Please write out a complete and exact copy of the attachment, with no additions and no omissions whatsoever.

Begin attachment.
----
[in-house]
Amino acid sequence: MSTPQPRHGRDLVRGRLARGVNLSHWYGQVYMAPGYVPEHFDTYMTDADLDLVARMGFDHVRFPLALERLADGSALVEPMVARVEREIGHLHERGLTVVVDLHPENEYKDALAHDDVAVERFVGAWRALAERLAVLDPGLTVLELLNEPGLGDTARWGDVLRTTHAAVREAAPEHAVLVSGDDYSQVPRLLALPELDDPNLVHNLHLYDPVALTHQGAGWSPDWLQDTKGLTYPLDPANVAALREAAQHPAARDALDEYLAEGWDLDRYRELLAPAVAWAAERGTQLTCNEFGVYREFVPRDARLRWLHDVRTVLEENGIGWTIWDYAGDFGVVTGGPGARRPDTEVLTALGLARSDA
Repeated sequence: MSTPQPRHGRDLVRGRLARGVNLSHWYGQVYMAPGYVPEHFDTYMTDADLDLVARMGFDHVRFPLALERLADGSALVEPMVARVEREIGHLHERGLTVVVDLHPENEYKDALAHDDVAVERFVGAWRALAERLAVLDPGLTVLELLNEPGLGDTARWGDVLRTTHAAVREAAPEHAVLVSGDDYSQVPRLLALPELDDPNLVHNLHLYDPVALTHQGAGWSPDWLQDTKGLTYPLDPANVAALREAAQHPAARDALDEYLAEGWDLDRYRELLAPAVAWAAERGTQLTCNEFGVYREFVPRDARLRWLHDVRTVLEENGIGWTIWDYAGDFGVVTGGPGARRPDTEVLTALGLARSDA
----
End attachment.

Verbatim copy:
[in-house]
Amino acid sequence: MSTPQPRHGRDLVRGRLARGVNLSHWYGQVYMAPGYVPEHFDTYMTDADLDLVARMGFDHVRFPLALERLADGSALVEPMVARVEREIGHLHERGLTVVVDLHPENEYKDALAHDDVAVERFVGAWRALAERLAVLDPGLTVLELLNEPGLGDTARWGDVLRTTHAAVREAAPEHAVLVSGDDYSQVPRLLALPELDDPNLVHNLHLYDPVALTHQGAGWSPDWLQDTKGLTYPLDPANVAALREAAQHPAARDALDEYLAEGWDLDRYRELLAPAVAWAAERGTQLTCNEFGVYREFVPRDARLRWLHDVRTVLEENGIGWTIWDYAGDFGVVTGGPGARRPDTEVLTALGLARSDA
Repeated sequence: MSTPQPRHGRDLVRGRLARGVNLSHWYGQVYMAPGYVPEHFDTYMTDADLDLVARMGFDHVRFPLALERLADGSALVEPMVARVEREIGHLHERGLTVVVDLHPENEYKDALAHDDVAVERFVGAWRALAERLAVLDPGLTVLELLNEPGLGDTARWGDVLRTTHAAVREAAPEHAVLVSGDDYSQVPRLLALPELDDPNLVHNLHLYDPVALTHQGAGWSPDWLQDTKGLTYPLDPANVAALREAAQHPAARDALDEYLAEGWDLDRYRELLAPAVAWAAERGTQLTCNEFGVYREFVPRDARLRWLHDVRTVLEENGIGWTIWDYAGDFGVVTGGPGARRPDTEVLTALGLARSDA